SQL Saturday Colorado Springs (SQLSat #584)
It’s been a while since I’ve attended a SQL Saturday. I think the last one was in 2013 in OKC, to be exact. I had blogged about that one too, but I think I lost that post with the old website. At any rate, it was great to be able to go again. It’s an excellent opportunity to be able to catch up with what’s going on in the SQL community. It also aligns with my goal for the year to focus more on development. Although being the introvert that I am, meeting people is still a difficult task.
I attended three-morning sessions and two-afternoon sessions, including the one Steve Jones was putting on about DevOps. The DevOps session was the main reason I decided to go. The snow the day before made me question whether I should attend or not, but I decided it was worth the chance.
Susantha Bathige (blog/twitter) started things off with a discussion about the new cardinality estimator (circa SQL 2014) and then a discussion about statistics. I’m being honest, here, this was a bit of an in-depth session on a topic that I’m not up to speed on, this is an area I need to work on. It ended up being a little too technical, too early. While I picked up on some of it, most of the discussion went over my head.
Brian Hansen (blog/twitter) gave an excellent session on the fundamentals of the transaction log. It was a beginner course, and much of this, I already knew. He did get into the basics of VLFs, which was a good primer for the later course on VLFs for the last session. I was torn about going to this session vs. the advanced session on AG troubleshooting. As I mentioned, though, I wanted a primer for the afternoon session on VLFs.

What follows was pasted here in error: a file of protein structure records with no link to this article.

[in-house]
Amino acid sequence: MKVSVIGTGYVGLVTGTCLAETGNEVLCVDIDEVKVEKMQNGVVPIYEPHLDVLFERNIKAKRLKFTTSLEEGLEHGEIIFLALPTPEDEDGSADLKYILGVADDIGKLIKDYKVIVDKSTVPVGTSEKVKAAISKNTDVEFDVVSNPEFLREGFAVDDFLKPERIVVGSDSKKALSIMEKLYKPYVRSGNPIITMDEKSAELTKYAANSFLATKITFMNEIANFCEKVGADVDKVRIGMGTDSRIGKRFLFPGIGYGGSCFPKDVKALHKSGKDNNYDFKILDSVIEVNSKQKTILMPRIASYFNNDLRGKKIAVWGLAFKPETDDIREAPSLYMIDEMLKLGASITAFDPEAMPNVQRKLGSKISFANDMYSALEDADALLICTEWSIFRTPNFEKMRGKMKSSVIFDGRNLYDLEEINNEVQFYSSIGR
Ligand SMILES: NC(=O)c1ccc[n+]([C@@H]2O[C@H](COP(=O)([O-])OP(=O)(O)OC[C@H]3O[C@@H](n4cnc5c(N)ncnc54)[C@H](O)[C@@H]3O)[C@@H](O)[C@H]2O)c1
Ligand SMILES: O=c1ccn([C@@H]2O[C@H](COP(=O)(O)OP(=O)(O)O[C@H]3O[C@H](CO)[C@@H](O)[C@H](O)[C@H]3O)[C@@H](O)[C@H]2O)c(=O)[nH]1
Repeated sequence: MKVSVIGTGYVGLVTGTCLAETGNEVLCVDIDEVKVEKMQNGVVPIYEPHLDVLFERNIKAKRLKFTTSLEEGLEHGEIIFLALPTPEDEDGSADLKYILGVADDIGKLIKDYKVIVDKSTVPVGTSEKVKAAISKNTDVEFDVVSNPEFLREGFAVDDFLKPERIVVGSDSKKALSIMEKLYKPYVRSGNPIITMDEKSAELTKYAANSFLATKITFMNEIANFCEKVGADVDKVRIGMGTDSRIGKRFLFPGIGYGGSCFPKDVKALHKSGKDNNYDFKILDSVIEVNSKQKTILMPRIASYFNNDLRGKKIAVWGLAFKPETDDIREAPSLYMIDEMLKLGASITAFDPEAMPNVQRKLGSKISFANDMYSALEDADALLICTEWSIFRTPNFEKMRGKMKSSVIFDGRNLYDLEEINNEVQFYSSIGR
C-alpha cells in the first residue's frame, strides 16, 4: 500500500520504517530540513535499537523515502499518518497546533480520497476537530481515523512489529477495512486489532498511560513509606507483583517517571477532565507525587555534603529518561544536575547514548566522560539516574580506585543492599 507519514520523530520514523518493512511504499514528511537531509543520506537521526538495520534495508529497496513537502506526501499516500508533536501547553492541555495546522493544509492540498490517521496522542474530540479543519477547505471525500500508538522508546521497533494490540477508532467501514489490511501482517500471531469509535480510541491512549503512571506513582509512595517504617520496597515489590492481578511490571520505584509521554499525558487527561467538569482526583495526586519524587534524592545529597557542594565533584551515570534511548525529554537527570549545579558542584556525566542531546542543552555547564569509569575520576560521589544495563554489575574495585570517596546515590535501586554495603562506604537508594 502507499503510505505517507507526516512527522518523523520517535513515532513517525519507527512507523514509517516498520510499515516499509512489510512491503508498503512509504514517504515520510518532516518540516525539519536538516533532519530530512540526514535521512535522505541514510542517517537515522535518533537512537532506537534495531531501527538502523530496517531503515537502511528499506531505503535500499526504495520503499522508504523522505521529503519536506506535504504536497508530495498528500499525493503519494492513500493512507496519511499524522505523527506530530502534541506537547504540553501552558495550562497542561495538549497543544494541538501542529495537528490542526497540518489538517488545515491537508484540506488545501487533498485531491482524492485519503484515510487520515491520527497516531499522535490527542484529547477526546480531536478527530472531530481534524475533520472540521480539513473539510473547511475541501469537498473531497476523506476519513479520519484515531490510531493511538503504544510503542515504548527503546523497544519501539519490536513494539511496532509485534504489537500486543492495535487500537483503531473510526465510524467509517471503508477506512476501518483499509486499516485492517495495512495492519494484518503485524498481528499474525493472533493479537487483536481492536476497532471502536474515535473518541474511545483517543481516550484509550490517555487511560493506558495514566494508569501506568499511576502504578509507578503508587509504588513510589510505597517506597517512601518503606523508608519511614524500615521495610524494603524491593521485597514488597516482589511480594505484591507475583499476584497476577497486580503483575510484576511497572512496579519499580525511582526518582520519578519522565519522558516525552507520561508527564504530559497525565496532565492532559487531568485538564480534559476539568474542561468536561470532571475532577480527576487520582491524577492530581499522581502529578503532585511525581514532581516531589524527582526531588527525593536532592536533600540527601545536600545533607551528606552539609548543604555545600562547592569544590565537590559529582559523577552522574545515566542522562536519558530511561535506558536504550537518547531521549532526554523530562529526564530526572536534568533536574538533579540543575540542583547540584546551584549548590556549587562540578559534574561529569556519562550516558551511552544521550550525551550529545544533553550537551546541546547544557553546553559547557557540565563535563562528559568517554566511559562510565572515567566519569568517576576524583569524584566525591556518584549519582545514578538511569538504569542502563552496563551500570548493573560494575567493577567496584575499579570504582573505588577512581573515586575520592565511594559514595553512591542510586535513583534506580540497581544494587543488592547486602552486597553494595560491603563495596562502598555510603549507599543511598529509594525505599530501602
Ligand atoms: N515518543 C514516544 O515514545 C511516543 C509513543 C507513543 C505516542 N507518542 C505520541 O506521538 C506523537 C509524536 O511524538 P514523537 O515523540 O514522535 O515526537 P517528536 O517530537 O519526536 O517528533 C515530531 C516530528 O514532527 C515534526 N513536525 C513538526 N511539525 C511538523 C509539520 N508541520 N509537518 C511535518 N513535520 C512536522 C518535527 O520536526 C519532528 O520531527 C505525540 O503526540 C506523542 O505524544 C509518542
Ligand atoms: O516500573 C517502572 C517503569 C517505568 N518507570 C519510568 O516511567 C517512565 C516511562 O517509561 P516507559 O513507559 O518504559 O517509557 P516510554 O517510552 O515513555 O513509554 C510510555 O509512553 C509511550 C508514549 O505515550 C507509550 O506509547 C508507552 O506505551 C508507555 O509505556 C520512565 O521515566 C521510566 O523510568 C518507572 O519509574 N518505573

Steve Jones (blog/twitter) offered a great session on DevOps and version control for database people. I wanted to attend this session, as I think it’s something we could use/implement at work. As I suspected, it was worth the trip. I walked out with some ideas on how to both use this at work and help with my transition to database development. Now I just need to learn how to use versioning control software.
Tim Gormon (twitter) talked about thin provisioning databases using a hardware appliance. IT’s a fascinating concept, and I can see the benefit. Hell, I wish we had something like this now. The idea that we can thin provision our databases to ease storage costs and not endure the bloat of test/dev systems is fantastic. My question is, while I have no doubt this will be the norm eventually, is this something most shops can afford now?
Michelle Poolet (twitter) Talked about managing transaction logs and the VLFs that go with the transaction log. She provided great information about the algorithms, including some hard numbers. I’m glad I went, but at the same time, this wasn’t the session I was hoping it would be. I didn’t find any great revelations from this session like I thought I would. I seemed to have learned much more about the subject than I realized. One of the points she did make was to adjust the tlog auto grow settings instead of using defaults, pre-size them, and pre-size the auto grow increment. Good Advice!
It was a great day of learning and hanging out. For the most part, there was plenty of room; there was only one session that ran out of seats. I noticed there were quite a few people wearing smartwatches and Fitbits. Which I think is excellent, I think we spend too much time sitting. Of course, it could just be that these people are data nerds and like to measure stuff. I wish the ability to stand during these sessions was a little more conducive to using a laptop. I’m personally trying to move more and sit less. Although I won’t complain too much, I did win the SQL Toolbelt from Redgate’s raffle.